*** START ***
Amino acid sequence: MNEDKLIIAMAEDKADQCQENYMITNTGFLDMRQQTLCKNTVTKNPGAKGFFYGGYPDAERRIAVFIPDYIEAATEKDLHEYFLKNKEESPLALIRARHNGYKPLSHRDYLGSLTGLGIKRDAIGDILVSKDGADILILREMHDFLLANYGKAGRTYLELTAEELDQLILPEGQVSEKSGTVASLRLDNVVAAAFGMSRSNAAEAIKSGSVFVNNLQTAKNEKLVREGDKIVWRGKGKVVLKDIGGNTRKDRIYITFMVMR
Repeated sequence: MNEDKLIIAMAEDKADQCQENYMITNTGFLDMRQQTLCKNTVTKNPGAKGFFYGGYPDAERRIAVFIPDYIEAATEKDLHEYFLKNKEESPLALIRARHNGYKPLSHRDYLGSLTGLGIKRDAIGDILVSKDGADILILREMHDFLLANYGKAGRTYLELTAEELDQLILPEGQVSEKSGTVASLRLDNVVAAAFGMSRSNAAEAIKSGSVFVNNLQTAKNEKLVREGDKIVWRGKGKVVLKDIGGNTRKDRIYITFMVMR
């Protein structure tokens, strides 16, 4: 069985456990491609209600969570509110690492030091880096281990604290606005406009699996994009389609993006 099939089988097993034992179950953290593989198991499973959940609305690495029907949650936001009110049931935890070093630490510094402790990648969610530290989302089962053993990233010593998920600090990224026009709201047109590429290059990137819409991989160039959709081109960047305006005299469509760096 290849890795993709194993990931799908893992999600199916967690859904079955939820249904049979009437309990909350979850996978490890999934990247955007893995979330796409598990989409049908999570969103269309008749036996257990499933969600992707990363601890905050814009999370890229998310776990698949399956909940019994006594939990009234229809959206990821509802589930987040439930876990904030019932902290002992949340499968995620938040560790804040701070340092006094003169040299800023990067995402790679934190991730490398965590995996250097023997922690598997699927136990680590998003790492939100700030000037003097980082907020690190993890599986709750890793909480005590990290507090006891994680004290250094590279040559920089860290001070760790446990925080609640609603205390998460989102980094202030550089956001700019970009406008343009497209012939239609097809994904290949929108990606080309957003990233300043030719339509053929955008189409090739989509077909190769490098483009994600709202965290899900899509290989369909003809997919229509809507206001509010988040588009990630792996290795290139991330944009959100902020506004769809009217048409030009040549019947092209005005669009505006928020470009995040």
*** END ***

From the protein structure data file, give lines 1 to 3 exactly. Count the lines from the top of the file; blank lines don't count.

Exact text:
Amino acid sequence: MNEDKLIIAMAEDKADQCQENYMITNTGFLDMRQQTLCKNTVTKNPGAKGFFYGGYPDAERRIAVFIPDYIEAATEKDLHEYFLKNKEESPLALIRARHNGYKPLSHRDYLGSLTGLGIKRDAIGDILVSKDGADILILREMHDFLLANYGKAGRTYLELTAEELDQLILPEGQVSEKSGTVASLRLDNVVAAAFGMSRSNAAEAIKSGSVFVNNLQTAKNEKLVREGDKIVWRGKGKVVLKDIGGNTRKDRIYITFMVMR
Repeated sequence: MNEDKLIIAMAEDKADQCQENYMITNTGFLDMRQQTLCKNTVTKNPGAKGFFYGGYPDAERRIAVFIPDYIEAATEKDLHEYFLKNKEESPLALIRARHNGYKPLSHRDYLGSLTGLGIKRDAIGDILVSKDGADILILREMHDFLLANYGKAGRTYLELTAEELDQLILPEGQVSEKSGTVASLRLDNVVAAAFGMSRSNAAEAIKSGSVFVNNLQTAKNEKLVREGDKIVWRGKGKVVLKDIGGNTRKDRIYITFMVMR
């Protein structure tokens, strides 16, 4: 069985456990491609209600969570509110690492030091880096281990604290606005406009699996994009389609993006 099939089988097993034992179950953290593989198991499973959940609305690495029907949650936001009110049931935890070093630490510094402790990648969610530290989302089962053993990233010593998920600090990224026009709201047109590429290059990137819409991989160039959709081109960047305006005299469509760096 290849890795993709194993990931799908893992999600199916967690859904079955939820249904049979009437309990909350979850996978490890999934990247955007893995979330796409598990989409049908999570969103269309008749036996257990499933969600992707990363601890905050814009999370890229998310776990698949399956909940019994006594939990009234229809959206990821509802589930987040439930876990904030019932902290002992949340499968995620938040560790804040701070340092006094003169040299800023990067995402790679934190991730490398965590995996250097023997922690598997699927136990680590998003790492939100700030000037003097980082907020690190993890599986709750890793909480005590990290507090006891994680004290250094590279040559920089860290001070760790446990925080609640609603205390998460989102980094202030550089956001700019970009406008343009497209012939239609097809994904290949929108990606080309957003990233300043030719339509053929955008189409090739989509077909190769490098483009994600709202965290899900899509290989369909003809997919229509809507206001509010988040588009990630792996290795290139991330944009959100902020506004769809009217048409030009040549019947092209005005669009505006928020470009995040």